Letitia Bushe

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Letitia Bushe
Miniature of Letitia Bushe.png
Miniature of Bushe by Joseph Browne
Born c.1705/1710
Dangan, County Kilkenny, Ireland
Died 17 November 1757 (aged 47/52)
Dublin
Resting place St Andrew's church, Dublin
Nationality Irish
Parent(s) Arthur and Mary Bushe

Letitia Bushe (c. 1705/1710 – 17 November 1757) was an Irish watercolourist and miniaturist.[1]

Life[edit]

Letitia Bushe was born around 1705 or 1710 in Dangan, County Kilkenny.[1][2] She was the daughter of Arthur Bushe, a secretary to the commissioners of revenue, and Mary (née Forth). Though Bushe is considered a talented artist there is no evidence of her receiving any training, though it is thought Bernard Lens or one of his sons may have given her lessons. She may have been largely self-taught as her style remained naive throughout her career. Bushe was continuously in demand as a lady's companion due to her conversational skills, which leading to her teach painting to many women and their children.[1] She was a friend of Mary Delany, Jonathan Swift and Anne Donnellan. She had a six-year relationship with a younger woman Lady Anne Bligh, which some have speculated to have been a romantic one.[3] When she was not acting as a companion she had rooms in Dawson Street. Bushe died on the 17 November 1757 in those rooms.[1] She was buried the following day in St Andrew's church, Dublin.[4]

Friendship with Mary Delany[edit]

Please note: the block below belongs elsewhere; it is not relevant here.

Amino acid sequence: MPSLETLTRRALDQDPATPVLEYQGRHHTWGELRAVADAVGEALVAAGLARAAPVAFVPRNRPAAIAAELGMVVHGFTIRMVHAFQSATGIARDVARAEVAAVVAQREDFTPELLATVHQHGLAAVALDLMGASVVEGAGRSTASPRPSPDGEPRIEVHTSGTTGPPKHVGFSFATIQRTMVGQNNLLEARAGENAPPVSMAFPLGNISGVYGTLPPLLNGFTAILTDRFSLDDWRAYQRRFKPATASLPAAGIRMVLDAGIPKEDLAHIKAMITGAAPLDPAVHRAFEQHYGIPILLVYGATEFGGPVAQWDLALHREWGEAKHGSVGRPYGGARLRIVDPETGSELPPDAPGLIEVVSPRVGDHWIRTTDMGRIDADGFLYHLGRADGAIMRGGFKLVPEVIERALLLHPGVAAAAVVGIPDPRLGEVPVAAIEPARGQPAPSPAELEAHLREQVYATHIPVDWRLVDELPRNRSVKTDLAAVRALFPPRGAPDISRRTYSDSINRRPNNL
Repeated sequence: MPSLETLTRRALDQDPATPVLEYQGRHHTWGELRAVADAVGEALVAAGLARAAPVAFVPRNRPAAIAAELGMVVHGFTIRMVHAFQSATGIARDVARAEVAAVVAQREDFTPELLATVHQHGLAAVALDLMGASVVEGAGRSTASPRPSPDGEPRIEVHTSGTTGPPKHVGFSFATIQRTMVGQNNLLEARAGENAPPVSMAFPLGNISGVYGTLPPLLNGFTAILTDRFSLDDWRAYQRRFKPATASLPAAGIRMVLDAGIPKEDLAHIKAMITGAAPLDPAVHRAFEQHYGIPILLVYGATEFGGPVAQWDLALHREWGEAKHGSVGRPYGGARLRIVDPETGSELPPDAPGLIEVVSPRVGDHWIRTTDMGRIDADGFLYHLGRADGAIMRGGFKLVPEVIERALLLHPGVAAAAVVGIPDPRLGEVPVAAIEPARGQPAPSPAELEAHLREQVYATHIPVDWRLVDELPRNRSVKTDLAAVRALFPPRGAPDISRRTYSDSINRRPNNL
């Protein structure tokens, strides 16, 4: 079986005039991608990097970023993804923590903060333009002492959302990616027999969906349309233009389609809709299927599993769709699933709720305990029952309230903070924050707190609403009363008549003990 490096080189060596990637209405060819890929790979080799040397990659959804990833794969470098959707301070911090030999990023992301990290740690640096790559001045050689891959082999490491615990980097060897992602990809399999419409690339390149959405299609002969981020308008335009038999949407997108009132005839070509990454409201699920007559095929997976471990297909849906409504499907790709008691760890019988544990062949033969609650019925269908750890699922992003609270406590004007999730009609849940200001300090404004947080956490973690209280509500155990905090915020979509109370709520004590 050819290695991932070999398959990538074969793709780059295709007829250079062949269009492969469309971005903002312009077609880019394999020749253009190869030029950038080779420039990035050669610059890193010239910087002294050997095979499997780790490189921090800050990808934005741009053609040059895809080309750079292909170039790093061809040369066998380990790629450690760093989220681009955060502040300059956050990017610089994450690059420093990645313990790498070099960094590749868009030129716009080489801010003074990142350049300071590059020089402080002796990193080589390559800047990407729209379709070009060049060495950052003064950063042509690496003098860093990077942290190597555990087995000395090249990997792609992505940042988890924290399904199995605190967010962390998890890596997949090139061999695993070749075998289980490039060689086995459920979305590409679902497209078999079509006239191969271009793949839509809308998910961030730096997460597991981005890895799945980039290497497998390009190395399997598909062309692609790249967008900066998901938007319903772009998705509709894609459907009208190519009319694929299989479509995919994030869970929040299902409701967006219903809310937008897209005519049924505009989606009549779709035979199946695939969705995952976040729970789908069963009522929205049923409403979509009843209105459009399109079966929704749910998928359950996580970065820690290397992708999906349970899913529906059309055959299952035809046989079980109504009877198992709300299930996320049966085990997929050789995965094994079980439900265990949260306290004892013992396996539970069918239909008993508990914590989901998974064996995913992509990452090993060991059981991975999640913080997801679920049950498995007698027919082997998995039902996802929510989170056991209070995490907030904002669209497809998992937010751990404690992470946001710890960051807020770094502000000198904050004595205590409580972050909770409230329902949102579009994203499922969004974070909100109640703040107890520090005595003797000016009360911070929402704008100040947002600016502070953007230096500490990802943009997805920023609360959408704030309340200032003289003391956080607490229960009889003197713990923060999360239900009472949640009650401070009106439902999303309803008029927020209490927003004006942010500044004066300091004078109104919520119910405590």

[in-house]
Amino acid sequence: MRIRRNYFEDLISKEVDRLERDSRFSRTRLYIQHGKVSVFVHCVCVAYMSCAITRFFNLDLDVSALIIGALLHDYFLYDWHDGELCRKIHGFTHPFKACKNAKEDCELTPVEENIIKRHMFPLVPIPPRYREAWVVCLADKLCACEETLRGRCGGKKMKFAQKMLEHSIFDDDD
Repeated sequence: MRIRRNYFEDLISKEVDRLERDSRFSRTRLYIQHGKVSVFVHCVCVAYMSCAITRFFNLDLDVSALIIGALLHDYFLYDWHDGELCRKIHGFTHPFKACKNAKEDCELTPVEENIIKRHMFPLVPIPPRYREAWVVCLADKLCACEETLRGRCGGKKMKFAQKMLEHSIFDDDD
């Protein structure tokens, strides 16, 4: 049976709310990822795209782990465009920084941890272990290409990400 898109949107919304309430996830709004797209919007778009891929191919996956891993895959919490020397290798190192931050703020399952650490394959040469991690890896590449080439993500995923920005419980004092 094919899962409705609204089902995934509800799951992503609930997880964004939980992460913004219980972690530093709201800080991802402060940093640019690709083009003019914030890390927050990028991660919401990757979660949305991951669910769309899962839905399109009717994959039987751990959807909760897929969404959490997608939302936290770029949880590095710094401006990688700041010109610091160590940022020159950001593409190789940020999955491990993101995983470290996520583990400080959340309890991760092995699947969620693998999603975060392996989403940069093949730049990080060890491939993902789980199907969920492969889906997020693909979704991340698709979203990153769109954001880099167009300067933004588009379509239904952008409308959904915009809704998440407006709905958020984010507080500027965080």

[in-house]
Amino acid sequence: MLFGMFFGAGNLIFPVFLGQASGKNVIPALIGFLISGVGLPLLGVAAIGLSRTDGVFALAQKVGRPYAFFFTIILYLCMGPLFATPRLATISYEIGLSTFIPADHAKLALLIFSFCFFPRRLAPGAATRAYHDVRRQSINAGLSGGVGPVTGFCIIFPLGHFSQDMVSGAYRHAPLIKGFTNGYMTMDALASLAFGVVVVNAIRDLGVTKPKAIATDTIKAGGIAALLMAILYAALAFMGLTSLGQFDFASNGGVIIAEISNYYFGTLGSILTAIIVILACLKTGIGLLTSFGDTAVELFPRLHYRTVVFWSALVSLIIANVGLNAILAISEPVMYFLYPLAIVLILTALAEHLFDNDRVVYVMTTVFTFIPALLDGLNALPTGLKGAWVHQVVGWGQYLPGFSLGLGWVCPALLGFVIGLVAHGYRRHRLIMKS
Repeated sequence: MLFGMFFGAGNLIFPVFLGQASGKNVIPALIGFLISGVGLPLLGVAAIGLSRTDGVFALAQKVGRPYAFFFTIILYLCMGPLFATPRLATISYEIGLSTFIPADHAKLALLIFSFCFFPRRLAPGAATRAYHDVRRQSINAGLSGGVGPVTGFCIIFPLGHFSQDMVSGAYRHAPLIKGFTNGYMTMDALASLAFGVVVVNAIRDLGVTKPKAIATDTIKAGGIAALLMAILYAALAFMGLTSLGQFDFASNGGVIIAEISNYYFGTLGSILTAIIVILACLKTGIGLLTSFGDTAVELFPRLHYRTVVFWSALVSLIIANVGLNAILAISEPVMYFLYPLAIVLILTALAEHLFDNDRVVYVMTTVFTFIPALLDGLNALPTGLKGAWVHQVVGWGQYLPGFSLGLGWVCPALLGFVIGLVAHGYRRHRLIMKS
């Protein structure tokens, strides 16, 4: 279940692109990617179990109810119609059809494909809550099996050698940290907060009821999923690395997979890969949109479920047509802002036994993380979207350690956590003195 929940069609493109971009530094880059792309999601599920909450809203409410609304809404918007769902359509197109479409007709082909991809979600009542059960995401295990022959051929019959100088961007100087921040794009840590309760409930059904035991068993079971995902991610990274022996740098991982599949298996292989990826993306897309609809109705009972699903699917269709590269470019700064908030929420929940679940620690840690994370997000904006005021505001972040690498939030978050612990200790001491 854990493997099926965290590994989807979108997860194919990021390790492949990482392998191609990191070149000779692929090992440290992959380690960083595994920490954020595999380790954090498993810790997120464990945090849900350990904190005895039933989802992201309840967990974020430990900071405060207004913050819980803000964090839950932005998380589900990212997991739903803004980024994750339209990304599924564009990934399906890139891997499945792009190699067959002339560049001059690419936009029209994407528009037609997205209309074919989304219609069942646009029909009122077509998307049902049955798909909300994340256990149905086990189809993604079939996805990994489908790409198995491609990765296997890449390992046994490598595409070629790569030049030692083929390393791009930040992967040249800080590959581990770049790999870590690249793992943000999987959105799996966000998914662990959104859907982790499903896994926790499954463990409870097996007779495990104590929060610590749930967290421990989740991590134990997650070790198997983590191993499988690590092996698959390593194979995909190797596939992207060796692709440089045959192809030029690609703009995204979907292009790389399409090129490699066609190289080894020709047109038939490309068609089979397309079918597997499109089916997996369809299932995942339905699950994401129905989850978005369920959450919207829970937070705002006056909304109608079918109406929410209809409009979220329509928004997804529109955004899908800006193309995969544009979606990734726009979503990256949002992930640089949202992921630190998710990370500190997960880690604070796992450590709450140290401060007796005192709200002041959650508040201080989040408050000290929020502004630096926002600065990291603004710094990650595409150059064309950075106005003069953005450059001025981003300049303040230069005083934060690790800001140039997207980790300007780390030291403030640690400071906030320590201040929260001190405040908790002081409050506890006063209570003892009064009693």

Bushe was a friend of Mary Delany from 1731.[3] She stayed with Delany on numerous occasions, and a miniature of Bushe by Joseph Browne is included in the 1861 Correspondence of Mrs Delany edited by Lady Llanover.[4] Much of what is known about Bushe's life is from the letters between her and Delany.[1] Details included was the fact that Bushe contracted smallpox which marred her good looks, and her poverty after her father's death is the reason she believed she did not receive any offers of marriage.[5] Bush and Delany remained very good friends, with Delany referring to Bushe drawing landscapes, and cleaning painting at Delany's home Delville House. Bushe and Delany embarked on a number of artist projects together.[1] Delany described Bushe as "a gay, good-humoured, innocent girl, without the least conceit of her beauty .... she paints delightfully"[4] and Delany painted Bushe herself.[6]

Artistic work[edit]

One of Bushe's pieces which is in the National Gallery of Ireland, A view of Bray (1736), shows her skill as a topographical artist and her humour, as she includes herself in the painting with an accompanying dog. During a visit to England in 1743, she painted a View of London which is taken from Hampstead Heath, as well as views of Bath and Bristol. In Ireland, Bushe painted studies of country houses, including their gardens. She also made antiquarian drawings for Bishop Robert Clayton, a friend of Delany.[1]

References[edit]

  1. ^ a b c d e f g Devine, Ruth (2009). "Bushe, Letitia". In McGuire, James; Quinn, James. Dictionary of Irish Biography. Cambridge: Cambridge University Press. 
  2. ^ Campbell, Kenneth L. (2013). Ireland's History: Prehistory to the Present. London: Bloomsbury Academic. p. 145. ISBN 9781472567826. 
  3. ^ a b Connolly, S. J. (2000). "A Woman's Life in Mid-Eighteenth-Century Ireland: The Case of Letitia Bushe". The Historical Journal. 43 (2): 433–451. JSTOR 3021036. 
  4. ^ a b c "BUSHE, LETITIA". Library Ireland. Retrieved 27 June 2015. 
  5. ^ Peacock, Molly (2011). The Paper Garden: An Artist Begins Her Life's Work at 72. New York: Bloomsbury USA. ISBN 9781608196982. 
  6. ^ Gray, Sara (2009). The Dictionary of British Women Artists. Cambridge: The Lutterworth Press. p. 123. ISBN 9780718830847. 

External links[edit]